Carlos Perez is an Alignment Strategist and Coach at Purple Sector Strategy. He helps product teams get aligned around a shared vision through facilitated workshops and coaching. Book a free consultation to learn more.
To the chagrin of my past self, I'm a big fan of a good business book — especially those related to driving positive change through innovation. Although the Carlos from 1997 (who had Radiohead's OK Computer on constant repeat) didn't know it, I would wind up finding my passion in understanding how great teams work. Pair that with a propensity for geeking out on tech, and I found working on product and innovation teams something I truly enjoyed, at least, when they worked well.
In defence of present-day Carlos, who still often listens to Radiohead, I don't mean I like those old stodgy business textbooks, but rather, those that share stories in relatable ways. They inspire you to change the way you think about work and fire you up to realize that positive change is possible. Amongst some of my favourites include Good to Great, Competing Against Luck, Escaping the Build Trap, and Alive At Work. Check them out if you haven't had a chance.
We spend an incredible amount of time at work. Call me a hopeless romantic, but I think you should be able to, on the whole, enjoy the time you spend there. These books promise a pathway to a better way of working by sharing stories about cultures of experimentation, purpose-driven mindsets, and collaboratively driving towards great results.
Having gone through countless reads, though, I've noticed a familiar pattern with my relationship with these books. It's more than just a pattern, really, it's an emotional rollercoaster. You love them, you resent them, rinse and repeat.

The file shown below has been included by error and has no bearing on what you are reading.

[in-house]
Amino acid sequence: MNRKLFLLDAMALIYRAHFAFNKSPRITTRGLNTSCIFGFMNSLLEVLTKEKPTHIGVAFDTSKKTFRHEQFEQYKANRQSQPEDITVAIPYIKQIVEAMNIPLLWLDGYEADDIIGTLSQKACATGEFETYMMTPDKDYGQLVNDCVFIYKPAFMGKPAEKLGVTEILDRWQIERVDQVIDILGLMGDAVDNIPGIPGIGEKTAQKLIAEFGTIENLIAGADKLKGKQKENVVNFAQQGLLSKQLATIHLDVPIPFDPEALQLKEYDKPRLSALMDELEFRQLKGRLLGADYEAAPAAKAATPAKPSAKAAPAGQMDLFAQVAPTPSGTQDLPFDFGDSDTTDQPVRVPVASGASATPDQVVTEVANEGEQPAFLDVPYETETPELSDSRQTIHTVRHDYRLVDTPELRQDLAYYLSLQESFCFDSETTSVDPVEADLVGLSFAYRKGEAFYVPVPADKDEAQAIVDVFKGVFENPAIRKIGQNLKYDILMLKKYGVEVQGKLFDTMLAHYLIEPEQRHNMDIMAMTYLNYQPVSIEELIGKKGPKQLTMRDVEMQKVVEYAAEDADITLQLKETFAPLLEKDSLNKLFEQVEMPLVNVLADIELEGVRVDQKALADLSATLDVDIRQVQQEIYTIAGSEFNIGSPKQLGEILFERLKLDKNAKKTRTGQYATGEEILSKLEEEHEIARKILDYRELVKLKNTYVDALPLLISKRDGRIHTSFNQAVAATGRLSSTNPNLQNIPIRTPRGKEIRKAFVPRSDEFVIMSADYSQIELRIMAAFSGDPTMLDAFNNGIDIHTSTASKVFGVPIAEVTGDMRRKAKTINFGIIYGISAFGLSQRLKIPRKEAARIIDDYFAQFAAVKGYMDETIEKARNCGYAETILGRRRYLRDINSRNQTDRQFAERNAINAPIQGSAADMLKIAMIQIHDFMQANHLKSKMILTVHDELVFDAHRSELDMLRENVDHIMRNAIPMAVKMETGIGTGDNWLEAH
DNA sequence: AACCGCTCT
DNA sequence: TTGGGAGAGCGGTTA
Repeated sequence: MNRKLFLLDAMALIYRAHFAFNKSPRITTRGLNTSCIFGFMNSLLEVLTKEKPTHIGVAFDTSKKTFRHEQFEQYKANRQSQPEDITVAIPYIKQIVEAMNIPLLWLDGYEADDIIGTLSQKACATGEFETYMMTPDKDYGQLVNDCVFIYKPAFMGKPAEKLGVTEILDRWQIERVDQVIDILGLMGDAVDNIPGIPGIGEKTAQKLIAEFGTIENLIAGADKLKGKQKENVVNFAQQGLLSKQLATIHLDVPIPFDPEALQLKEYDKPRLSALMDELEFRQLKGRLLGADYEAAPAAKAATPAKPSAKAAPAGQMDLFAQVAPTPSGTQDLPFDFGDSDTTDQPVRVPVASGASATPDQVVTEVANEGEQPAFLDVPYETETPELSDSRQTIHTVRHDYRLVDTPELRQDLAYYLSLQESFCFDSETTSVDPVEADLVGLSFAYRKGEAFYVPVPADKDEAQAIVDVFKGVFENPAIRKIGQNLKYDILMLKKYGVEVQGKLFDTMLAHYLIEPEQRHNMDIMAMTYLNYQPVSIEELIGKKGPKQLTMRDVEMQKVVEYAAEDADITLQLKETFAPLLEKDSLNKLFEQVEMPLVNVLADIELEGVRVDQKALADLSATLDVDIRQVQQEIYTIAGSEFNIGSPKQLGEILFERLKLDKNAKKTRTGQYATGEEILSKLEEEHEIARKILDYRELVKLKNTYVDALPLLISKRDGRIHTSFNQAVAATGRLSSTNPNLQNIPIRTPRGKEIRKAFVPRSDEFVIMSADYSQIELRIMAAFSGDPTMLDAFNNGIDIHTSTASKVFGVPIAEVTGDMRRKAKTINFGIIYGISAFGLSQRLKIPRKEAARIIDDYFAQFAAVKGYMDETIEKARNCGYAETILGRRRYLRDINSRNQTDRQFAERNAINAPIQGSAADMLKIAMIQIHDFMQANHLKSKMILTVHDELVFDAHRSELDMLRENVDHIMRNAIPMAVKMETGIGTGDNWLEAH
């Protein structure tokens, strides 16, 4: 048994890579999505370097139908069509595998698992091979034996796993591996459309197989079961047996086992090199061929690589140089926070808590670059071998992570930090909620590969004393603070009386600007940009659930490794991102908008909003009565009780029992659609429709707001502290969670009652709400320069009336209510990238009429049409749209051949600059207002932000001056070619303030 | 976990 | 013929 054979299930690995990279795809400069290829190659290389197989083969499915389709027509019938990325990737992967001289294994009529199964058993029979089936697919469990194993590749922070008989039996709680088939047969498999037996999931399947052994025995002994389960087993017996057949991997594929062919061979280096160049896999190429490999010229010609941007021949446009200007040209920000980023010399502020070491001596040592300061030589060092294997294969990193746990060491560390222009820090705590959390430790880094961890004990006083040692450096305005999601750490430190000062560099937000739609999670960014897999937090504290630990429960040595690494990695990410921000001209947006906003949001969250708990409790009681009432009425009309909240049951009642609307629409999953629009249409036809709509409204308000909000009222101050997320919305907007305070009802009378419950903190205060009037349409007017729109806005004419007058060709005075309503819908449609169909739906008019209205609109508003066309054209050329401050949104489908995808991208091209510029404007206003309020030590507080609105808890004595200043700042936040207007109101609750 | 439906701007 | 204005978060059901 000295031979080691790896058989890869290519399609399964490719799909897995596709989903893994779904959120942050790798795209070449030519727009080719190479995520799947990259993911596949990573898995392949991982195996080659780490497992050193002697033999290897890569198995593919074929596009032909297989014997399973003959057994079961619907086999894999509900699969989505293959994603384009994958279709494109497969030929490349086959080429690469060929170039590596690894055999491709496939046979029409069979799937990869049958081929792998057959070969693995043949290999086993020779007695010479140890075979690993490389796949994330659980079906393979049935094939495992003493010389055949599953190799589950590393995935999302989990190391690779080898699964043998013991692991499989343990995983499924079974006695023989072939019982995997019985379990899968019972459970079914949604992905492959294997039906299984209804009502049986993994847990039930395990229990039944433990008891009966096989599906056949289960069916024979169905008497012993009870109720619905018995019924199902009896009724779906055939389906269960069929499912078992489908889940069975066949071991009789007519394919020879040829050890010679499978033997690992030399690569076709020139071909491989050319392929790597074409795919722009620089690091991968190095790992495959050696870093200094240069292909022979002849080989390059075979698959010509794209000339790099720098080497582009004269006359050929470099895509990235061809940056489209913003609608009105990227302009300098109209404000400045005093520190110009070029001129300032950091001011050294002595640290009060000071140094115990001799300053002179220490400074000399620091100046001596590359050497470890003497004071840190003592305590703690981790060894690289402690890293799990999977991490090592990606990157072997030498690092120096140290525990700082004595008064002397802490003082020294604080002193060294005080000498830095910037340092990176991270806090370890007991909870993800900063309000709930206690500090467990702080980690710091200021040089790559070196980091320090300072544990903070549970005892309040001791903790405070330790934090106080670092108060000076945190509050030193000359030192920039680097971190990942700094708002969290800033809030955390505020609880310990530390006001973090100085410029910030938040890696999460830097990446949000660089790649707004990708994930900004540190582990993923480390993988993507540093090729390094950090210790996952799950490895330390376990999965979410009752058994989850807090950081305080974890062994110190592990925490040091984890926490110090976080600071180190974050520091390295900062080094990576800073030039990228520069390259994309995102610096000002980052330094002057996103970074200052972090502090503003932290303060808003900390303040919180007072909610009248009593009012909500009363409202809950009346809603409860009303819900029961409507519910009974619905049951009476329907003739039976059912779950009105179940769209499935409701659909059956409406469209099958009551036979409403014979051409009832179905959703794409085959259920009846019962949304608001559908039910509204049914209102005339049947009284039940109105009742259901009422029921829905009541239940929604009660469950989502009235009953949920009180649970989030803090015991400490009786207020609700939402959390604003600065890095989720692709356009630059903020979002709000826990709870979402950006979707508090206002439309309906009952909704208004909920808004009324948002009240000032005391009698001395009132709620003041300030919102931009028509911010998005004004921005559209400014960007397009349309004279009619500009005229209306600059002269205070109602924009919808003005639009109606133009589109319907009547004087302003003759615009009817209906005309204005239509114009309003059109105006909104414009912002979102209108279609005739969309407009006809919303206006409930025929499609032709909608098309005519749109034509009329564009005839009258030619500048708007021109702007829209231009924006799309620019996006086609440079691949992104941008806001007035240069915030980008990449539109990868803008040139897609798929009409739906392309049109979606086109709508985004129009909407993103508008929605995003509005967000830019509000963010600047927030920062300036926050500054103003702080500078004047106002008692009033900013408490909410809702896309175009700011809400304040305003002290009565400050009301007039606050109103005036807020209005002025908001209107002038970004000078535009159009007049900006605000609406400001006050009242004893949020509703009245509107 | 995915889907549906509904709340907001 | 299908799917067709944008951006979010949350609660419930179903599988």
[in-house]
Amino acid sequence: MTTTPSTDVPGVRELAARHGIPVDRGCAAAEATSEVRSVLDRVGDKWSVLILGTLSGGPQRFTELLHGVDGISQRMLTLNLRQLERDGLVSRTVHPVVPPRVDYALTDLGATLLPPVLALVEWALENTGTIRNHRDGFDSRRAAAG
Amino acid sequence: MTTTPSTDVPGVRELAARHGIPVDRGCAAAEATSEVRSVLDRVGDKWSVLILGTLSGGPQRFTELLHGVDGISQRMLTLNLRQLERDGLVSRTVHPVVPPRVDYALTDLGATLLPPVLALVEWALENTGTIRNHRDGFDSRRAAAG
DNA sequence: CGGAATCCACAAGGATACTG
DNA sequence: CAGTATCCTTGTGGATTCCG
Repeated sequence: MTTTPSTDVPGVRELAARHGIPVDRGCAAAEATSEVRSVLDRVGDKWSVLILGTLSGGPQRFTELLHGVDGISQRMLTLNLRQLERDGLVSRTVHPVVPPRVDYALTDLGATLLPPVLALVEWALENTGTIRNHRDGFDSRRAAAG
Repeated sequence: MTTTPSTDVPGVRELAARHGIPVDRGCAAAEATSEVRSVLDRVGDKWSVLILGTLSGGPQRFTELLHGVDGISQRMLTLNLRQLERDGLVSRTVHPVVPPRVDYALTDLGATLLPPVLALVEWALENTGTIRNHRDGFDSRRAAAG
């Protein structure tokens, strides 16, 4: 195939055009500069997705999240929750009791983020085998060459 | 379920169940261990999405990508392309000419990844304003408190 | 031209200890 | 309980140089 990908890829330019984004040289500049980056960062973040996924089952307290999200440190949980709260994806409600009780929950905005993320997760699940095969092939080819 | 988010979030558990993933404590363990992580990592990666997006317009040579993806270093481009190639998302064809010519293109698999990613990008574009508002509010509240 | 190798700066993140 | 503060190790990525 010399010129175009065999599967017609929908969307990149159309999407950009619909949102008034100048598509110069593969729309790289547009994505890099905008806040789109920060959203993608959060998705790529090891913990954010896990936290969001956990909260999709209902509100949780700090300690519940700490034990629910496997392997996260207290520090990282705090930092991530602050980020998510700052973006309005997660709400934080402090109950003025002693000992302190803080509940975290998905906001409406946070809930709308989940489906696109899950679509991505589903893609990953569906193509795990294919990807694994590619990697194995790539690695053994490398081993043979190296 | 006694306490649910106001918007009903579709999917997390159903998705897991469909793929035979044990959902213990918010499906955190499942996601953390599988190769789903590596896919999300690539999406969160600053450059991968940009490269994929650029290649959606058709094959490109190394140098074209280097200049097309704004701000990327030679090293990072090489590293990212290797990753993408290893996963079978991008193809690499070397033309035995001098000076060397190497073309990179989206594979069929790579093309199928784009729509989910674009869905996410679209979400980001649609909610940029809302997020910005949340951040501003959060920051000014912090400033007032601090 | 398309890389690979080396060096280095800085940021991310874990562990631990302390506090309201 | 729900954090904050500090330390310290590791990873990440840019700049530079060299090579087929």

From the moment you first crack the spine of your new book, there's the initial high you ride thinking of all the ideas you want to try with your team. This time, you think to yourself, this time, I'll find the clue that makes it all come together. As you blast through the pages faster than you would the Da Vinci Code (or the Twilight saga), you're lapping up all the great ideas. What really lands are all the spot-on examples of what you shouldn't be doing as an organization. Snort, that's so us... we totally do it wrong! This book really gets me.
Naturally you'll start suggesting the book to colleagues (heck, you even buy them copies!) so they too can see the brilliance and get caught up in the euphoria of all the good that will soon come. That strange sensation you might feel at this stage is hope. Hope that change is possible, hope that a better way of working is within reach, and hope you're not alone in getting your organization to that better place. We don't want to be miserable at work and we don't want to keep repeating the same processes that deliver the same uninspiring results. We hope that we can realize our potentials.
If you're an avid reader of these books, this feeling is familiar, as is what commonly comes next. You search for signs that others feel that same hope you did. Riding the high, you ask others what they thought of the book, you even start dropping references to it in meetings. But all you get in return are blank stares. As it turns out, no one read it. Yet, they promise. Sure your colleagues have the book, some even downloaded the audiobook, but other things are in the way so they haven't gotten around to it. What gives? I read this book over the weekend, you think to yourself. The onslaught of deep discussion and exchange of opinions and ideas you thought would come isn't materializing. It's not even on the radar. Some though, one or two, did take the plunge and read it. And yet, they're still waiting to take their cues from you. OK, I've read the book. Now what?